Shippers, especially those in production rich areas such as Texas, rely not only on interstate natural gas pipeline infrastructure, but also intrastate infrastructure to ensure the delivery of their gas. Rapidly growing gas exports to Mexico and increased gas supplies to reach Liquefied Natural Gas (LNG) terminals in the Gulf Coast are pulling Marcellus and Utica gas south, creating new opportunities for developers in the Lone Star state. As such, the issues involved with federal versus state pipeline regulation have become increasingly critical as analysts seek to accurately assess the fundamental landscape. Pipelines that are intrastate in nature, but operating in an “interstate fashion,” which includes thousands of miles of Texas pipe, are, in fact, subject to detailed reporting requirements. So is there a way to efficiently assess these intrastate pipelines, including customers, rates, flows, and revenues? Yes!
Not all natural gas pipeline infrastructure can be neatly binned as interstate or intrastate. Some basics: these intrastate pipelines can be divided into two types, Hinshaw pipelines and Section 311 pipelines. Section 311 pipelines (so named because they are authorized under Section 311 of the Natural Gas Policy Act (NGPA)) provide transportation — not gathering — service within a single state, with service originating from gathering facilities to an interstate pipeline or local distribution company that itself takes service from an interstate pipeline. Hinshaw pipelines, on the other hand, are located downstream of the interstate pipeline system, but only deliver gas to local distribution companies within a single state.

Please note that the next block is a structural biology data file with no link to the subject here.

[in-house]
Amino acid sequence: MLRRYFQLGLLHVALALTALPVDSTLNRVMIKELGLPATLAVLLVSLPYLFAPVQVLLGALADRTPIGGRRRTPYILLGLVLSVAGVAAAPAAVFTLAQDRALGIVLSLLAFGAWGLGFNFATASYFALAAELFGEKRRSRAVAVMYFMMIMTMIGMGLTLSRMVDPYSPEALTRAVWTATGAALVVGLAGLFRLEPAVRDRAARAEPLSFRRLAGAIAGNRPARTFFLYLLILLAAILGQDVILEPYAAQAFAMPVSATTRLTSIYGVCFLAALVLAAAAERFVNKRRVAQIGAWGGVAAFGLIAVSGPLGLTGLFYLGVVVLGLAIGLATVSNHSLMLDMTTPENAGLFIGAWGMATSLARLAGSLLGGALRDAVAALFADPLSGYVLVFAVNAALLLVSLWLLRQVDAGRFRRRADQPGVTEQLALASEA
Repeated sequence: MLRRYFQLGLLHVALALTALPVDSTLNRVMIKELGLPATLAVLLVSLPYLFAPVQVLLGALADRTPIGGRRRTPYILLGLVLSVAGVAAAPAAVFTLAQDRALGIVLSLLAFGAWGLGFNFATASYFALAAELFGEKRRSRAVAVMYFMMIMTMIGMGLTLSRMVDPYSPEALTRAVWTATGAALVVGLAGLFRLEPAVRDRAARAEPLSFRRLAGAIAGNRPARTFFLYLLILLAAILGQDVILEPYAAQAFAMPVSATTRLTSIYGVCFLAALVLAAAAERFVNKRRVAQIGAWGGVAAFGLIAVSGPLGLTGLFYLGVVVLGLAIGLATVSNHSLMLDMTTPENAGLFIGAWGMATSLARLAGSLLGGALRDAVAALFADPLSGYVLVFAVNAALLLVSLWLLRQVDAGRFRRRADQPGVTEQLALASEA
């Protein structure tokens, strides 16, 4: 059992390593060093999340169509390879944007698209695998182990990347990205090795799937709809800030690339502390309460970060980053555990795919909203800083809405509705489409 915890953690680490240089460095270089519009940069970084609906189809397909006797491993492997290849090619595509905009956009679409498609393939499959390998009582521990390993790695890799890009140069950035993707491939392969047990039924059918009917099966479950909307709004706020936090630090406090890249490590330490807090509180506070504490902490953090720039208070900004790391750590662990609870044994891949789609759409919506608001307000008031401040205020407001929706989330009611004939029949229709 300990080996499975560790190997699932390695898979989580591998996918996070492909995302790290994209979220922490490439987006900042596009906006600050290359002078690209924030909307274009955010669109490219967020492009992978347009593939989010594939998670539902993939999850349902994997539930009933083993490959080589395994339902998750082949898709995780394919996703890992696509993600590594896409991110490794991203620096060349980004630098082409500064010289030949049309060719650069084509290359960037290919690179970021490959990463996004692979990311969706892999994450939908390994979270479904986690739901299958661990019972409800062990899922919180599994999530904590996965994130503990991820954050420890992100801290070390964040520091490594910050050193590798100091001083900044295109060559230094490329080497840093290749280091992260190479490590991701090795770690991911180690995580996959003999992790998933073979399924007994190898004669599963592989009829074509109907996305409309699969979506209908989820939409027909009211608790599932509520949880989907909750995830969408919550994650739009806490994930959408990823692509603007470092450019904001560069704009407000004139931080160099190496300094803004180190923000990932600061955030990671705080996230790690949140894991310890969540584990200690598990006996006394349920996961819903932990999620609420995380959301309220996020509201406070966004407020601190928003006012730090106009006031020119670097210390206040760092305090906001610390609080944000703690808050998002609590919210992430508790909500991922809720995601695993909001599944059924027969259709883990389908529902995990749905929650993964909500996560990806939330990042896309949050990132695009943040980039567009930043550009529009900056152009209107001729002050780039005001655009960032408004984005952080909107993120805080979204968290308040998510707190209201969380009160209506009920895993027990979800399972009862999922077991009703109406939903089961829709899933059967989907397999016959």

In addition to flow changes in Texas that are driven by increased Marcellus and Utica production and declining production from conventional wells in the Eagle Ford, there’s rising demand from U.S. power generators and the industrials sectors. And while the segment of pipeline that actually crosses the international boundary is the subject of FERC jurisdiction, which is typically measured in feet rather than miles, the remainder of the pipeline is considered intrastate. If the pipeline plans to only transport Texas-sourced gas over the border, and is consequently under the exclusive jurisdiction of the Texas Railroad Commission, then the pipeline will not be required to report quarterly intrastate flows, rates and revenues.
But while many of these intrastate export pipelines did not initially offer interstate transportation service, operators are increasingly seeking to expand their services by transporting non-Texas-sourced natural gas into interstate service, thereby triggering the reporting requirements of NGPA Section 311. For example, ONEOK’s Roadrunner Gas Transmission, when constructing the Roadrunner Border Crossing Project, did not initially intend to provide transportation service, but in order to provide the flexibility to do so in the future, it made all necessary filings pursuant to the Commission’s NGPA Section 311 regulations in order to enable it to provide such service. Similarly, Energy Transfer Partners’ Comanche Trail Pipeline, LLC and NextEra Energy Partners’ NET Mexico Pipeline Partners, LLC did not initially offer interstate, but both have suggested they intended to expand service, and NET Mexico has since expanded its offering and provides quarterly filings as a result.
Each quarter, these intrastate pipelines report flows, revenues, and rates. In the case of NET Mexico, last quarter it reported that it shipped 61,221,123 MMBtu. As a result, NET Mexico earned $26,779,002 in revenue by charging MexGas Supply S.L. a rate of $0.005/MMBtu shipped under a firm transportation agreement. Are other border crossing pipelines reporting or planning to report their returns in the near future? For example, many industry observers are closely watching Enbridge’s 168-mile, 2.6 Bcf/d Valley Crossing Project, which will cross into Mexico. And what about the other nearly two hundred intrastate pipelines that connect to interstate service? If you’re looking for greater visibility into intrastate pipeline fundamentals, let us know, and we can discuss adding it to your data.
Source: U.S. Energy Information Administration, U.S. Natural Gas Export and Re-Exports by Point of Exit (3/31/2017)